25 Ways to Celebrate Summer Solstice Celtic-style

Beltanefire

Solstice Bonfire

The Wheel of the Year is turning. It feels like Beltaine was just yesterday, and yet this week in the Northern Hemisphere we welcome the Summer Solstice, also known as MidSummer or Litha.

The Solstice — from the Latin for “standing sun” — arrives on Wednesday, June 21st at 4:24 UTC (Universal Time), which is Tuesday, June 20th at 9:24 PM here in Vancouver, Canada.

On this glorious day, we celebrate and honour Daghda (dag-dah), also known as Father Sun, and Áine (aw-nyuh), the Celtic Goddess of Summer, as they reach their waxing peak. In our modern world, this day also marks the first official day of Summer in the Northern Hemisphere.

But not so very long ago, our ancestors recognised this special day as MidSummer and not the start of Summer. Why? The Winter and Summer Solstices mark turning points in the year. At the Winter Solstice, we experience the shortest day and the longest night. From that point, the days begin to lengthen, heralding the coming Spring and Summer. Spring arrives at Imbolc and Summer arrives at Beltaine. Then, at Litha / Summer Solstice, we have the longest day and the shortest night. And from that point, the Sun starts to wane, the days get slightly shorter and we know that the first harvests of Autumn are coming. So Solstice is the half-way point between the start of Summer at Beltaine and the arrival of Autumn at Lughnasadh, i.e. MidSummer.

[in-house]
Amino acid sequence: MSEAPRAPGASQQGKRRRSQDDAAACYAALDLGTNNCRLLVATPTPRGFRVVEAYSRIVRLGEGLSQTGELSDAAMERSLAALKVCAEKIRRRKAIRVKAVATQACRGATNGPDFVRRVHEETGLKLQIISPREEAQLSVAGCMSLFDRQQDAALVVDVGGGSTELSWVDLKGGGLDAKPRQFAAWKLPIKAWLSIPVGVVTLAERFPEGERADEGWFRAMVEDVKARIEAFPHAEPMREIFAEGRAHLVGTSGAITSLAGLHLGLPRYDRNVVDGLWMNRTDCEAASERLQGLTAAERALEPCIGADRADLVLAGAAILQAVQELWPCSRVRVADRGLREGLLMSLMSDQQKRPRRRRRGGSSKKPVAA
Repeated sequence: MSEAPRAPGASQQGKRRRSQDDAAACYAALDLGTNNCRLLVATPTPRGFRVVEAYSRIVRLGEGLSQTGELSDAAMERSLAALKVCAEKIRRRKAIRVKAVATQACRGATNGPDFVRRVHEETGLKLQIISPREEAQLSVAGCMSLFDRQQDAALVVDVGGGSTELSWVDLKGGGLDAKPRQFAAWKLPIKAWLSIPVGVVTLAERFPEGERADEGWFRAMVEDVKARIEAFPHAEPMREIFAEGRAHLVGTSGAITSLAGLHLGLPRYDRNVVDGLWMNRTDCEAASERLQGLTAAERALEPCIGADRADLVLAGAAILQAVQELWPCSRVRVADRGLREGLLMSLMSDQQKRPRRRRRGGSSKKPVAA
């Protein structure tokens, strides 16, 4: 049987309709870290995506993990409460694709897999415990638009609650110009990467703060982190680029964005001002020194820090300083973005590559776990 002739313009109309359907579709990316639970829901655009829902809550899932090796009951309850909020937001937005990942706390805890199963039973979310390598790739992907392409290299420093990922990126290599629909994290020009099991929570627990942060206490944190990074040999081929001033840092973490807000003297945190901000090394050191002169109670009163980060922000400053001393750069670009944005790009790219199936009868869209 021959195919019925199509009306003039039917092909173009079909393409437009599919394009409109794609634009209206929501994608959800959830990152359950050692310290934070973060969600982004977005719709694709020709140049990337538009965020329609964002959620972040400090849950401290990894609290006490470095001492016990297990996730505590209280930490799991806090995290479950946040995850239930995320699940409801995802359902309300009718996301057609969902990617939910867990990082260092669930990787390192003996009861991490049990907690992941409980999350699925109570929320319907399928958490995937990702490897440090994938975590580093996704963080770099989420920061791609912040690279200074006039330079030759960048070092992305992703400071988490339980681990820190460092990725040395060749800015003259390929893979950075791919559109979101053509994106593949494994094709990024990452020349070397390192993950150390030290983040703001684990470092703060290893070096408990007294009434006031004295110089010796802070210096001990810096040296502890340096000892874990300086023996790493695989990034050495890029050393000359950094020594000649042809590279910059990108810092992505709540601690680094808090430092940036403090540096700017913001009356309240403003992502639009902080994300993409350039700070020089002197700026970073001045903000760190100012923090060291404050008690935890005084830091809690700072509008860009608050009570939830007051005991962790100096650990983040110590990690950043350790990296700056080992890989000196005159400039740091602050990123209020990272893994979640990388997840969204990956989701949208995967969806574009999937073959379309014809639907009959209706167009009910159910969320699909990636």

Solstice is a magickal time. Once again the veil is thinnest between the Otherworlds and our world, and the Sídhe (shee) — aka the Fae or Faeries— come out to play and frolic in our world. Torches were lit to greet them, and bonfires were built to celebrate the Sun and to mourn Áine’s passing . . . and to ask it to stay just a little longer before we turned once again to Winter. You may recall Shakespeare’s A Midsummer Night’s Dream, in which the humans and the Fae had some remarkable adventures.

Last year, our Solstice coincided with the Full Moon — Father Sun and Grandmother Moon working powerfully together — but this year we find ourselves in the deeply Feminine waning moon, with a New Moon arriving on June 24th at 2:31 UTC (June 23rd, 7:31 PM here in Vancouver),  giving us powerful Solstice energy to fuel the beginning of our lunar journey.